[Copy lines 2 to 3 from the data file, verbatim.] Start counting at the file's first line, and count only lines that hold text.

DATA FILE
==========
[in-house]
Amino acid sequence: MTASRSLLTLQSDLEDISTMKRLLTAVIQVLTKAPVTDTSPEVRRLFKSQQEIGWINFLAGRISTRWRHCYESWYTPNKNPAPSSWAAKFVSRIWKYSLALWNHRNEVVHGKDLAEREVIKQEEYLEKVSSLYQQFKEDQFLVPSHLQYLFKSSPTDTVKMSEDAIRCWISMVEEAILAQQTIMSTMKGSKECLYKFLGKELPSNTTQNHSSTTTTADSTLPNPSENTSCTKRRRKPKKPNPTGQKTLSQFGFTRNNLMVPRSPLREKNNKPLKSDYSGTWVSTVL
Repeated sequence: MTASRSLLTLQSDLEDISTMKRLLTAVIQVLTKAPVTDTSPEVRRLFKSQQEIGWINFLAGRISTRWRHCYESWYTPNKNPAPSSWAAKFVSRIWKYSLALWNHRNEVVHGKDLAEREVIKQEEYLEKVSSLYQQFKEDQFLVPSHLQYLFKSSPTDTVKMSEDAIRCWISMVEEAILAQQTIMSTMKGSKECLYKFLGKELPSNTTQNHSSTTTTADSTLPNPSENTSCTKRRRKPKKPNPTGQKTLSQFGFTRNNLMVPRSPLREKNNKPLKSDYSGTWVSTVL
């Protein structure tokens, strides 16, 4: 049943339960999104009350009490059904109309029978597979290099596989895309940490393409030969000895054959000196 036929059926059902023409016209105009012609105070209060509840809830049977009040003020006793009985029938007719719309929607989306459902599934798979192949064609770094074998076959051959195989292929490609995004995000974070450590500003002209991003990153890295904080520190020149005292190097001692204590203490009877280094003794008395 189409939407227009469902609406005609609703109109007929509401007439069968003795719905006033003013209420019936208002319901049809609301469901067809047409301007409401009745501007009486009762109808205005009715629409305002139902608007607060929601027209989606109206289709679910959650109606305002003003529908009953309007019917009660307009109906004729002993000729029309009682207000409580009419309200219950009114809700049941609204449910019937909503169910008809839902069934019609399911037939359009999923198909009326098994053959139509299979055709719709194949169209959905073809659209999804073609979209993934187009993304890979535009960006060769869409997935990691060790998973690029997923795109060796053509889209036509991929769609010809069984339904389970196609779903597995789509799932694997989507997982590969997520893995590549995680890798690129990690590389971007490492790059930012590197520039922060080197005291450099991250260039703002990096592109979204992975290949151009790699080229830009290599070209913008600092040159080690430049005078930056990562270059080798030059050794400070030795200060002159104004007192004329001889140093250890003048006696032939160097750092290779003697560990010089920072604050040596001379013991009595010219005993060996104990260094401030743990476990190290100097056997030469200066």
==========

Amino acid sequence: MTASRSLLTLQSDLEDISTMKRLLTAVIQVLTKAPVTDTSPEVRRLFKSQQEIGWINFLAGRISTRWRHCYESWYTPNKNPAPSSWAAKFVSRIWKYSLALWNHRNEVVHGKDLAEREVIKQEEYLEKVSSLYQQFKEDQFLVPSHLQYLFKSSPTDTVKMSEDAIRCWISMVEEAILAQQTIMSTMKGSKECLYKFLGKELPSNTTQNHSSTTTTADSTLPNPSENTSCTKRRRKPKKPNPTGQKTLSQFGFTRNNLMVPRSPLREKNNKPLKSDYSGTWVSTVL
Repeated sequence: MTASRSLLTLQSDLEDISTMKRLLTAVIQVLTKAPVTDTSPEVRRLFKSQQEIGWINFLAGRISTRWRHCYESWYTPNKNPAPSSWAAKFVSRIWKYSLALWNHRNEVVHGKDLAEREVIKQEEYLEKVSSLYQQFKEDQFLVPSHLQYLFKSSPTDTVKMSEDAIRCWISMVEEAILAQQTIMSTMKGSKECLYKFLGKELPSNTTQNHSSTTTTADSTLPNPSENTSCTKRRRKPKKPNPTGQKTLSQFGFTRNNLMVPRSPLREKNNKPLKSDYSGTWVSTVL